What can I say about Bruno Latour beyond the fact that his scholarship has forced me to reevaluate, reassess, reconstruct, and re(de)fine nearly every aspect of my approach to teaching, learning, curriculum, and research? Latour & Woolgar’s book Laboratory Life (1979/86) took hold of me sometime around 2005 and I haven’t stopped collecting and studying Latour’s ideas ever since. His many books are nearly constant companions of mine and they are the most highlighted, marked up, bent, folded, creased and otherwise broken-in texts I own. Chapter 2 of Pandora’s Hope (1999) remains one of the most pleasurable and insightful pieces of writing I’ve ever laid eyes on, but a close second would be Chapter 6 of Science In Action (1987).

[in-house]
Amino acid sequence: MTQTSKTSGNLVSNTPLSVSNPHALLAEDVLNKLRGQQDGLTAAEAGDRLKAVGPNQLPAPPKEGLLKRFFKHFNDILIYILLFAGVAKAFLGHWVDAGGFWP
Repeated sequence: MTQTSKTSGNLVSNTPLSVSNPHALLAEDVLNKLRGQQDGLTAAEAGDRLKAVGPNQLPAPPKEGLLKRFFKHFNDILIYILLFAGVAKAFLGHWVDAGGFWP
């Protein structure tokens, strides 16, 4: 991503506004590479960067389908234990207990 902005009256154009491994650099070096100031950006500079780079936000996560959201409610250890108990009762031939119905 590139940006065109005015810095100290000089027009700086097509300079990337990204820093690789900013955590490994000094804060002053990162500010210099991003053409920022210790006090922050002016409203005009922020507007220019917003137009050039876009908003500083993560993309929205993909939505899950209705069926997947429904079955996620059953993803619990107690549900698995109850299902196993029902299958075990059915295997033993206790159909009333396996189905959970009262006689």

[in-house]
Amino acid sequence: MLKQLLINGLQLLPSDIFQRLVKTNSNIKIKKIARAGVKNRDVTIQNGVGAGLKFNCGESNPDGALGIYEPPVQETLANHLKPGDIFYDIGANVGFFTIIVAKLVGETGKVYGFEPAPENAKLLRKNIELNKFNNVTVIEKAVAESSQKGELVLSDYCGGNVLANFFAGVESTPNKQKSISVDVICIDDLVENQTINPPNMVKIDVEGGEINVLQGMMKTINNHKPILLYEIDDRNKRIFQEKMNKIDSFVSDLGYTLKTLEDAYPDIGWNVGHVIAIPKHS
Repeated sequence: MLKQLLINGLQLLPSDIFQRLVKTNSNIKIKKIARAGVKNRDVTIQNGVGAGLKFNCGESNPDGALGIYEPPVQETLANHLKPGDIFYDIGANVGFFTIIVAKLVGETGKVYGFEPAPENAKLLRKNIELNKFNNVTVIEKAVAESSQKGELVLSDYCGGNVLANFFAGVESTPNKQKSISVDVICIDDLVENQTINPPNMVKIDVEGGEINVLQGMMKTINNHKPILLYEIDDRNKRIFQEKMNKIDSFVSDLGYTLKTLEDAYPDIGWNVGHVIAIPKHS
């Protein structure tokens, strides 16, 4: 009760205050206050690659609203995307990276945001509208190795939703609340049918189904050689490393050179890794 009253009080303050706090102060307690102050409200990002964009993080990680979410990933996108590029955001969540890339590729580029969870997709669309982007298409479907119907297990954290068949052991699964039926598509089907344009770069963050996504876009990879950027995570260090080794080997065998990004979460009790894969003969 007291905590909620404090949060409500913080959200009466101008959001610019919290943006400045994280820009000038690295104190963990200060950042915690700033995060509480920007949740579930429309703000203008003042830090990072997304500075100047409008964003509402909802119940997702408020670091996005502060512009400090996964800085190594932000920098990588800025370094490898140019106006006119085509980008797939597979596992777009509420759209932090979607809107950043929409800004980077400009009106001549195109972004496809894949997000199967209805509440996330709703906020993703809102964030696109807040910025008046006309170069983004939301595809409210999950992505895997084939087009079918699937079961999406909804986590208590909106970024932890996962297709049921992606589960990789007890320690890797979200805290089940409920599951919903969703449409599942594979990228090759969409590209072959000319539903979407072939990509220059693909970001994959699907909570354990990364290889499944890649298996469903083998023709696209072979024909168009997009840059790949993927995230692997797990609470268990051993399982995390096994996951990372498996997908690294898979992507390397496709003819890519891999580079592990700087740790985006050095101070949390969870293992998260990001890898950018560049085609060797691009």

“The world is not a solid continent of facts sprinkled by a few lakes of uncertainties, but a vast ocean of uncertainties speckled by a few islands of calibrated and stabilized forms.”– BRUNO LATOUR, Reassembling the Social (2005)
In the winter months of 2014, I had the pleasure of enrolling in and completing the pilot version of one of his latest educational experiments, a massively open online course–or MOOC–offered through the Sciences Po which used the playful course title, Scientific Humanities.